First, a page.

If I Had to Start Over (Part 4): Build an All-Star Team

Hi, Tom Gaddis here. I own a digital marketing agency here on Maui, and I’ve been sharing some answers to a common question I get from new business owners: What would I do if I had to start over again and build my business from scratch? As I look back, I took way too long to start building a team

Trying to do everything on your own will guarantee failure as you build your business. You might be able to generate a six-figure business by yourself, but it’s going to be extremely tough. If you want to cross the threshold into a million-dollar business, however, you need a team. I’m going to break down some of the mindshift changes and the steps it took to build the Offline Sharks team with my business partner, Nick Ponte.

By the way, if you want to hear this in podcast form, simply follow this link.

Let’s Get Together

Because Nick and I both ran marketing agencies on Maui, a mutual friend introduced us over coffee. Instead of seeing each other as competition, we started collaborating using our different skillsets. We later combined forces to get clients for our agencies.

Before long, we decided to start putting out information based on what we saw within our agencies and projects we worked on to help small business owners turn their ideas into money-making plans. That’s how Offline Sharks started. We base the information on our continuing efforts to grow digital agencies, get clients, and build a lifestyle-type business without the restrictions of location… or having a controlling boss.

Nick and I recognized that we each had a certain set of skills to leverage for growth. So how did we build a successful team?

For more tips on how to grow your business and create immediate revenue, check out my FREE guide.

3 Steps to Building Your All-Star Team

Building a team is an investment. Here are three practical ways to start, without even spending a whole lot of money:

  1. Outsource, Outsource, Outsource!

Many people look to start a business with limited means, and they have fears about the cost of paying to bring someone on. But you don’t have to hire people right out of the gate. Build a rolodex (even a digital one) of people you can get to do things for you. Yes, it feels risky to begin paying other people for certain tasks when you barely generate enough revenue to stay afloat. However, it reminds me of this wonderful adage I heard when I started out: The reason you can’t afford to delegate? It’s because you don’t delegate.

In other words, every investment you make into outsourcing tasks pays off, and usually pays off quickly. Free yourself up to take care of the critical things that only you can.

Have someone on speed dial who you can call when you need a website built. Keep contact info on hand of someone who you can bring in to handle customer support.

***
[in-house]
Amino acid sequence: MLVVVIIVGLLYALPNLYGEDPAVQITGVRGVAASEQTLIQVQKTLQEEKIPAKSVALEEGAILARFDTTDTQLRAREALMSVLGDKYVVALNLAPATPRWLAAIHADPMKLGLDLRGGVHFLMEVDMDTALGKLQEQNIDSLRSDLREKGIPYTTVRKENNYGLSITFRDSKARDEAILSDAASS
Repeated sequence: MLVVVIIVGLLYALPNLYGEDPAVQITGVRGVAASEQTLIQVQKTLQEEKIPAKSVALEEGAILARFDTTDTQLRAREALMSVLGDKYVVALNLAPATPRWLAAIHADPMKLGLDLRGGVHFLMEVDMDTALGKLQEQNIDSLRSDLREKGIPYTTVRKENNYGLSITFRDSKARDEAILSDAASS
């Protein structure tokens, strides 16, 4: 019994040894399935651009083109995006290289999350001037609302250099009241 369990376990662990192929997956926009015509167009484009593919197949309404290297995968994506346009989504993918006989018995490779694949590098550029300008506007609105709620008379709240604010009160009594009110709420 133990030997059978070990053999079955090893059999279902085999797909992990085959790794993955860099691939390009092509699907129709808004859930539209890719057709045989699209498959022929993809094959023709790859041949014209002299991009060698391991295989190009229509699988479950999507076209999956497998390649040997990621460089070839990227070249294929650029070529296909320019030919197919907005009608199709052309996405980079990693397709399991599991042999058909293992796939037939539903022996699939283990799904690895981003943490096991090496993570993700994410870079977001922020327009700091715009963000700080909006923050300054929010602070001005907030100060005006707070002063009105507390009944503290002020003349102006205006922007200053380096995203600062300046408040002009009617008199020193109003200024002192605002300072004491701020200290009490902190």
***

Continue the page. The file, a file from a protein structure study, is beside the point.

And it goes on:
This will shortcut your ability to build a team because you can focus on finding business and then bringing people on to help you. You don’t have to pay someone up front to put them on a list of contacts you can call to fulfill services once you have a paying customer.

  1. Give Up Controlling Every Detail of Your Business

Leverage other people’s skill sets to do what you aren’t good at doing. If someone out there knows how to build websites better than you, hire them to create websites for you. That person can accomplish this service in half the time it would take you, and your time becomes free for you to focus on growing your business.

Remember, the reason you and I wanted to ditch the 9-5? We felt like someone else was controlling our lives and destiny, and definitely making money off of our hard work. Don’t become the very thing you sought to escape by forging your own business future. If someone can do something half as well as you, then turn the task over to them.

These days, Nick and I have dedicated staff members for each detail of our business: customer support, scheduling, content, social media, administration, etc. And we don’t regret giving any of those up.

  1. Build an Organizational Chart

As you determine who can help you with each aspect of your business, ask yourself these four questions:

  • What am I good at that I can teach others to do really well?
  • What should be getting done in my business that’s not getting done?
  • What do I hate doing?
  • What should I be doing in my business that I don’t know how to do?

Then, you can clearly map out the roles and responsibilities of your team and manage expectations for everyone. If you’re visual like us, it helps to lay everything out on one board. Building a team means you set up an infrastructure, freeing you, the business owner, from having to deal with the day-to-day grind and allowing you to start pursuing other interests and revenue generating activities.

You may not see it at first, but the return on investment in your team will help your business grow strong in the long run.

For more secrets the so-called “gurus” won’t tell you about making money online, check out my podcast!

About the Author
Tom is the host of What's the Secret podcast and co-founder of Offlinesharks.com

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